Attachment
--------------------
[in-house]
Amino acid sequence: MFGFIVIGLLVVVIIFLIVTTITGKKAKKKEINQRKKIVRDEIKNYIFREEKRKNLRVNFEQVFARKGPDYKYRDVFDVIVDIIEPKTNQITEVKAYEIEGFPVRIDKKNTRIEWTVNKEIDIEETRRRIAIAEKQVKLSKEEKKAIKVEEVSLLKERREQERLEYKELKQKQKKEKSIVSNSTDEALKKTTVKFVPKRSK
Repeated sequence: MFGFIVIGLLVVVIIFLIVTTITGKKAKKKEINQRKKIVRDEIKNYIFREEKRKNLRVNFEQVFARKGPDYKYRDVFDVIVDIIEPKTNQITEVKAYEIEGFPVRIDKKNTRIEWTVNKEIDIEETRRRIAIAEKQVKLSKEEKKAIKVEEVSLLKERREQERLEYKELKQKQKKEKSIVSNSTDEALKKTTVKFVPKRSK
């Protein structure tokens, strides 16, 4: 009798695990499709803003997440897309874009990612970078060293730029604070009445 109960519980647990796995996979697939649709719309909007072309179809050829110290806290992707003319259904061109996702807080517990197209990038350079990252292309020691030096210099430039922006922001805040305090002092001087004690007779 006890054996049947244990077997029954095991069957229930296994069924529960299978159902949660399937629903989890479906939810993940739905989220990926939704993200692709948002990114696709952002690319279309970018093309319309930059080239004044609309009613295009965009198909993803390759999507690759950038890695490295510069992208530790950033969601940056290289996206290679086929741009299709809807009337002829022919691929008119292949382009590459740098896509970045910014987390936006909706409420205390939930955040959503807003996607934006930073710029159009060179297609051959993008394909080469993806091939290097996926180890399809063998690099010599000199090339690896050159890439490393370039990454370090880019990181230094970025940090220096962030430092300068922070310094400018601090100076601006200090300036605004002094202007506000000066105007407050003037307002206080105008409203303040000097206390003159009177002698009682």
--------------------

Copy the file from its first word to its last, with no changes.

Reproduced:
[in-house]
Amino acid sequence: MFGFIVIGLLVVVIIFLIVTTITGKKAKKKEINQRKKIVRDEIKNYIFREEKRKNLRVNFEQVFARKGPDYKYRDVFDVIVDIIEPKTNQITEVKAYEIEGFPVRIDKKNTRIEWTVNKEIDIEETRRRIAIAEKQVKLSKEEKKAIKVEEVSLLKERREQERLEYKELKQKQKKEKSIVSNSTDEALKKTTVKFVPKRSK
Repeated sequence: MFGFIVIGLLVVVIIFLIVTTITGKKAKKKEINQRKKIVRDEIKNYIFREEKRKNLRVNFEQVFARKGPDYKYRDVFDVIVDIIEPKTNQITEVKAYEIEGFPVRIDKKNTRIEWTVNKEIDIEETRRRIAIAEKQVKLSKEEKKAIKVEEVSLLKERREQERLEYKELKQKQKKEKSIVSNSTDEALKKTTVKFVPKRSK
């Protein structure tokens, strides 16, 4: 009798695990499709803003997440897309874009990612970078060293730029604070009445 109960519980647990796995996979697939649709719309909007072309179809050829110290806290992707003319259904061109996702807080517990197209990038350079990252292309020691030096210099430039922006922001805040305090002092001087004690007779 006890054996049947244990077997029954095991069957229930296994069924529960299978159902949660399937629903989890479906939810993940739905989220990926939704993200692709948002990114696709952002690319279309970018093309319309930059080239004044609309009613295009965009198909993803390759999507690759950038890695490295510069992208530790950033969601940056290289996206290679086929741009299709809807009337002829022919691929008119292949382009590459740098896509970045910014987390936006909706409420205390939930955040959503807003996607934006930073710029159009060179297609051959993008394909080469993806091939290097996926180890399809063998690099010599000199090339690896050159890439490393370039990454370090880019990181230094970025940090220096962030430092300068922070310094400018601090100076601006200090300036605004002094202007506000000066105007407050003037307002206080105008409203303040000097206390003159009177002698009682």